Edited by Sara Delamont
Chapter 40: Textual Genres and the Question of Representation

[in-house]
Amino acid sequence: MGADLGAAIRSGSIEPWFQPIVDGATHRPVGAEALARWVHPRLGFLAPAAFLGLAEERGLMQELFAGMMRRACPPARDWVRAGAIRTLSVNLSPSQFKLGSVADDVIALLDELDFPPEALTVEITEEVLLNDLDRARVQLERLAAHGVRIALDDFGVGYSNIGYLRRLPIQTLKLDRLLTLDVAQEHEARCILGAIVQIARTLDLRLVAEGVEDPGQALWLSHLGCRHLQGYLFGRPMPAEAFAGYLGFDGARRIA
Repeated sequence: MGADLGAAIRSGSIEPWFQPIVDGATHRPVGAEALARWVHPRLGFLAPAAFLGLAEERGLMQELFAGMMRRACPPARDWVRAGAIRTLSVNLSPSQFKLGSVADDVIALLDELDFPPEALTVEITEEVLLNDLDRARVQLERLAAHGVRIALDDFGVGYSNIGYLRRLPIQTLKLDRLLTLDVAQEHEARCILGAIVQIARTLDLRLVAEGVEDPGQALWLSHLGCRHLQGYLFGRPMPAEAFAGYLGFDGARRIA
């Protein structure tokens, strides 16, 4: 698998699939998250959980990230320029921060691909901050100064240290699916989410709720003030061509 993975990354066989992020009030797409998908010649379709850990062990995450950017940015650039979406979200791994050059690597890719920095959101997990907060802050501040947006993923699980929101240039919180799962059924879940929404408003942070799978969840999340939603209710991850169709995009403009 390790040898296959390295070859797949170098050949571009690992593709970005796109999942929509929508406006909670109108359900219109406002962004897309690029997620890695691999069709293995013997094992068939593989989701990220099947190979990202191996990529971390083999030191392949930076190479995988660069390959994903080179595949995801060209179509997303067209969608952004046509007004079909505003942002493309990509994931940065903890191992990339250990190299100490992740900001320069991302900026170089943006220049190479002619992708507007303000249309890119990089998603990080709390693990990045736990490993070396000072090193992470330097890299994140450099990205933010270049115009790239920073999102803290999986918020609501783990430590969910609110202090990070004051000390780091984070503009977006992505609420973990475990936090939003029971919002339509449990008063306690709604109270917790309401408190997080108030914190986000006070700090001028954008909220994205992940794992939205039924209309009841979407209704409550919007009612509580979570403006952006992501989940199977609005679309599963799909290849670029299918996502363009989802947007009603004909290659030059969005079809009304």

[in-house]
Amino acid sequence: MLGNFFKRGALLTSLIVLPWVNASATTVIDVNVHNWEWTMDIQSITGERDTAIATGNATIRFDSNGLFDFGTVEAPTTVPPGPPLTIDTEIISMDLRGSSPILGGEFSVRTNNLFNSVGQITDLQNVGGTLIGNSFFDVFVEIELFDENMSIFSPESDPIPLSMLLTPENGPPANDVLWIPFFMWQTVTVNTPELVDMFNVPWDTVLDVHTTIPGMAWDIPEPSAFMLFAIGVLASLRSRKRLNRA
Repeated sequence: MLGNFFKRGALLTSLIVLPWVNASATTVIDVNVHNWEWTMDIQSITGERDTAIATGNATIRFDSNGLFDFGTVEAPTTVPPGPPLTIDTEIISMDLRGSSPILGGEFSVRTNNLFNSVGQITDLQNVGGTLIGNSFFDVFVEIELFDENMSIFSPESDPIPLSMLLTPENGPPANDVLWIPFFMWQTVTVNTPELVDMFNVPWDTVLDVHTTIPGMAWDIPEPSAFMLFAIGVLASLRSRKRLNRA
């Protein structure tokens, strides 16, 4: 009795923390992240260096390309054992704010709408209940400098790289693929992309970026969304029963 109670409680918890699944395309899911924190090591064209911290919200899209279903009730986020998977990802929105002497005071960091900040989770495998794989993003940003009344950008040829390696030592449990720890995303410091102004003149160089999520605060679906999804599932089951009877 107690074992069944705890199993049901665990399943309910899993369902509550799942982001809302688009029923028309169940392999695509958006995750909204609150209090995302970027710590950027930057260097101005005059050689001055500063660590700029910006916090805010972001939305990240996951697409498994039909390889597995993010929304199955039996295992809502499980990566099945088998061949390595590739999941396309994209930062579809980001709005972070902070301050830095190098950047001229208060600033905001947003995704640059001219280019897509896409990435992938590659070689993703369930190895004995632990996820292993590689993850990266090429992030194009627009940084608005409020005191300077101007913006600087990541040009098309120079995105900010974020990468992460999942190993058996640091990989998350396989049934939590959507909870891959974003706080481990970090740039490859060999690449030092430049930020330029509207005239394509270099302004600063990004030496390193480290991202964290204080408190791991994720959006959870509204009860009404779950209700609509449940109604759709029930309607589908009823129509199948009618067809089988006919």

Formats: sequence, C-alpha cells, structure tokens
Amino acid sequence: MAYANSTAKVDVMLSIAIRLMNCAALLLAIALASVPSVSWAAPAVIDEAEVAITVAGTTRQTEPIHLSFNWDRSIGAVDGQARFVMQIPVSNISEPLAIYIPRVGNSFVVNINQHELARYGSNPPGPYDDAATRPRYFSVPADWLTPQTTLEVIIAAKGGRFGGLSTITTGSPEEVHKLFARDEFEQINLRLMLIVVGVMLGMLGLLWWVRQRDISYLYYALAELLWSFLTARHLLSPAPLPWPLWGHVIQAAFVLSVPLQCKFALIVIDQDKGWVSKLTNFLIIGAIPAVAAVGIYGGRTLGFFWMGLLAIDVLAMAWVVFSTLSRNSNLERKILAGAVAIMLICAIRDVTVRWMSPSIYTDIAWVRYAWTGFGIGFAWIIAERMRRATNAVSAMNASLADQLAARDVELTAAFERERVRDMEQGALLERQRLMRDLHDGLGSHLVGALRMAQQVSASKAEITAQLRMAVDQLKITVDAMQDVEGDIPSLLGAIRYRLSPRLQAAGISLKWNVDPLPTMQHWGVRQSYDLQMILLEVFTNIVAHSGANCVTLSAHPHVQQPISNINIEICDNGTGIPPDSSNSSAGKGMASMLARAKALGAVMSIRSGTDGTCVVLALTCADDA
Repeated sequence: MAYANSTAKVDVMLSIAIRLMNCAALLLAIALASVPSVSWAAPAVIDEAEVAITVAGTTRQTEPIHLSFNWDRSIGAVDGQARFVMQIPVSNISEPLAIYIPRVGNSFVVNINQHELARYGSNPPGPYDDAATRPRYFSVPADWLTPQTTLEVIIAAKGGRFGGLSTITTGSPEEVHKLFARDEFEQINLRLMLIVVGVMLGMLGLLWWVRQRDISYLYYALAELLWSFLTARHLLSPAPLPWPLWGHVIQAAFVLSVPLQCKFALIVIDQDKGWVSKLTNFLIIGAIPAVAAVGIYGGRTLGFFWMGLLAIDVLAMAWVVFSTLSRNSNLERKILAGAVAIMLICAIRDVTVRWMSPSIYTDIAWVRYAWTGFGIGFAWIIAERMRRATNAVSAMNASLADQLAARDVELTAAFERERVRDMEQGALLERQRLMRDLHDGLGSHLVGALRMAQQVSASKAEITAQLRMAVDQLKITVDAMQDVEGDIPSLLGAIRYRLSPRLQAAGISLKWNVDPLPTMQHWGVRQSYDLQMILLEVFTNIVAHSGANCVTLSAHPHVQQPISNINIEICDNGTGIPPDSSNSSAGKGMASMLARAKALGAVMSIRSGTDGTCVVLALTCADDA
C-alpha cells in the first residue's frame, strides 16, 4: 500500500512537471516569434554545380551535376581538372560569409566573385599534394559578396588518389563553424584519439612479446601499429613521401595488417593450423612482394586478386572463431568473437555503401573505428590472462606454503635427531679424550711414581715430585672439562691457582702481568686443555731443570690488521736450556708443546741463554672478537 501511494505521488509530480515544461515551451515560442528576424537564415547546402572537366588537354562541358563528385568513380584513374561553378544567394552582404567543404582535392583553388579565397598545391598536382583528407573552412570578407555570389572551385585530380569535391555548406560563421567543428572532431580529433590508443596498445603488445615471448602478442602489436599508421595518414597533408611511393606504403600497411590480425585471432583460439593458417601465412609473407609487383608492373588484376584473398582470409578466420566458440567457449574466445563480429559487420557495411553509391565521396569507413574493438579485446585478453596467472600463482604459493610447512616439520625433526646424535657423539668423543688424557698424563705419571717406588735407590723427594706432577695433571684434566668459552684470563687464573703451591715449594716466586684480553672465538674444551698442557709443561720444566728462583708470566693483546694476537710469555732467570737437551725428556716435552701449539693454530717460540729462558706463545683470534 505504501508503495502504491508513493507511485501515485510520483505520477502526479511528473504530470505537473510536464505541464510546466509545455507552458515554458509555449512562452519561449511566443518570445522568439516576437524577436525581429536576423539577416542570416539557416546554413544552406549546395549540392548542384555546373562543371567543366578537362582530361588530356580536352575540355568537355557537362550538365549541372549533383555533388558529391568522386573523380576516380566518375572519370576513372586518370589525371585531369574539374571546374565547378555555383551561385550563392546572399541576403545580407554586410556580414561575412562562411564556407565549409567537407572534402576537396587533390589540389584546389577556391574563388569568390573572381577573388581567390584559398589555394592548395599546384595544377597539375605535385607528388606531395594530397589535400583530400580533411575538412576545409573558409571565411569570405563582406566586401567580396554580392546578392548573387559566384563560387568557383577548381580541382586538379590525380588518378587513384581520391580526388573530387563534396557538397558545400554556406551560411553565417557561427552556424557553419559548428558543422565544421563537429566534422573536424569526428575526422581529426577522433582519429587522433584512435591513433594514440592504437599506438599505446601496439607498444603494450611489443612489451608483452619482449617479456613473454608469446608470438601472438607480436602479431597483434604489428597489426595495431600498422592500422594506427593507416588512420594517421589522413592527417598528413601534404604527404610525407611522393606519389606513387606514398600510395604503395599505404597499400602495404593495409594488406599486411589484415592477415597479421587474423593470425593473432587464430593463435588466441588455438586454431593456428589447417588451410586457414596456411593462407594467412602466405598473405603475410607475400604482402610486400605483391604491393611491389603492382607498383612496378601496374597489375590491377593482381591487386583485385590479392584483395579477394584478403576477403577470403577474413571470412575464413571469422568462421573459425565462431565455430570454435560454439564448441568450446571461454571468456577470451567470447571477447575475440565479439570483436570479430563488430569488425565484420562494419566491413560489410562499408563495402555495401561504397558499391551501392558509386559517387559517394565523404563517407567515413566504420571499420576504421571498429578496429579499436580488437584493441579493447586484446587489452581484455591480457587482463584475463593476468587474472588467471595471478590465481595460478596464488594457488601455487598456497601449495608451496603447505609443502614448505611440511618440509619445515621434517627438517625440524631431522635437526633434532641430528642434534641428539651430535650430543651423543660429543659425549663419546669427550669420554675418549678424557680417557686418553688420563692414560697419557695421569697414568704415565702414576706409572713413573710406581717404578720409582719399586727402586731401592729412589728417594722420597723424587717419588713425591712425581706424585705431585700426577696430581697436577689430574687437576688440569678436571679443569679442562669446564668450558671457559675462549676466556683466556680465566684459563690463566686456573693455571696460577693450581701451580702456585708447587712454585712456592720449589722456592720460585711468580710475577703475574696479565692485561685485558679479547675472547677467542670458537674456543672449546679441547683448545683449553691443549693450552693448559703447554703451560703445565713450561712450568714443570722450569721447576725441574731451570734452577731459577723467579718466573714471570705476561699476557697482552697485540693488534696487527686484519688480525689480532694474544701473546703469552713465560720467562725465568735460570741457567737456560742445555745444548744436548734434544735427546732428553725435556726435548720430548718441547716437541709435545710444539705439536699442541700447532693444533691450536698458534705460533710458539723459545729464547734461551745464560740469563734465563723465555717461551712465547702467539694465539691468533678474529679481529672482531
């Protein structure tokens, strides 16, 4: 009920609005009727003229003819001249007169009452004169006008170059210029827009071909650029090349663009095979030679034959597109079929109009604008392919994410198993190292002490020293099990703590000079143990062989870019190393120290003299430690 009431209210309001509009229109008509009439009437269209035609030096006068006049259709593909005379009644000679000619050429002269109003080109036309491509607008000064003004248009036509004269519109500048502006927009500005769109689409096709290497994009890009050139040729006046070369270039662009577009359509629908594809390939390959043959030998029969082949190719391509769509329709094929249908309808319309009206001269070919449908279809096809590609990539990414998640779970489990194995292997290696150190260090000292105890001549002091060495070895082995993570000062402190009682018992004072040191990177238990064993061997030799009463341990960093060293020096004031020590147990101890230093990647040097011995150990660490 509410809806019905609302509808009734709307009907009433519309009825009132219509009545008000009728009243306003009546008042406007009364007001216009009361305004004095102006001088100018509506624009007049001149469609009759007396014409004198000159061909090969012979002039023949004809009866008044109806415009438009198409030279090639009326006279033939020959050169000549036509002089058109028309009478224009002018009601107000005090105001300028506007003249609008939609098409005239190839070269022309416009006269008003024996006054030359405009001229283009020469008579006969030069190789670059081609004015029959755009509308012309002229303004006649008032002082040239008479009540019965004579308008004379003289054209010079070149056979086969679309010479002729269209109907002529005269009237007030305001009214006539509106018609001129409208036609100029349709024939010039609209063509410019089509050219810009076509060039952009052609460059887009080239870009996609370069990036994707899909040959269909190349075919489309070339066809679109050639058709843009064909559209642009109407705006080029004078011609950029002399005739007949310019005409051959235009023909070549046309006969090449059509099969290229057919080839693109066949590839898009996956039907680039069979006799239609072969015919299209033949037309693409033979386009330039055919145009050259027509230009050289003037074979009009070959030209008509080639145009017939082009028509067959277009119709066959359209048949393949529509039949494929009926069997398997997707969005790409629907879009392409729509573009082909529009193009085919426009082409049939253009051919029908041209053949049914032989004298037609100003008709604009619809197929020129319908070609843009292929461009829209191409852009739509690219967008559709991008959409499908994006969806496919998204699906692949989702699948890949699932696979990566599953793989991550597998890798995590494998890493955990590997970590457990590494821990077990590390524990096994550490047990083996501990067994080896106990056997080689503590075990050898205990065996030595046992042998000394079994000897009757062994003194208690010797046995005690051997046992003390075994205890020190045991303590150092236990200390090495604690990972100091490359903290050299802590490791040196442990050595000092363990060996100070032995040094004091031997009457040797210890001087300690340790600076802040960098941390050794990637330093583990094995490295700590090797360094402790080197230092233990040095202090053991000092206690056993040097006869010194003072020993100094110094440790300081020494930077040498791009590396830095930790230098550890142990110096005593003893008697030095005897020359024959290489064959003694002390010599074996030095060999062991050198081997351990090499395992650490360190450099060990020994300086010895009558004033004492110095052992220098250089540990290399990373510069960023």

Margaret J. Somerville We now can embrace sophisticated theoretical stances on critical and qualitative race and ethnic perspectives, border voices, queer, feminist, indigenous and other non-Western lenses and epistemologies. Previous generations of inquirers could distinguish themselves simply as qualitative researchers; we know now that the field and its practitioners are neither unitary nor united, except in their critical and/or interpretive stances. (Denzin et al., 2006, p. 778) For over thirty years qualitative research has proliferated and flourished. During the past ten years there have been a number of attempts to characterize and defend the nature of the field and the various paradigms within it (for example, Atkinson and Delamont, 2006; St Pierre and Roulston, 2006; Cairns, 2010). In this chapter I take the approach that the strength of the field of qualitative research is that it is based on ‘difference’. A proliferation of methods of data collection and analysis has generated ongoing and rigorous debate. The debates concern the relationship between the subjects of our investigations – the people, including ourselves, whose lives we investigate – and the ways that we undertake the investigations. This includes an essential relationship to the means through which we represent the knowledge produced through our research in public and scholarly dissemination. While there have been varying responses to the pressures from national governments to reduce the breadth and complexity of the field (Denzin et al., 2006), qualitative research continues to grow in strength, coming of age in a new openness to examination as a tradition of...
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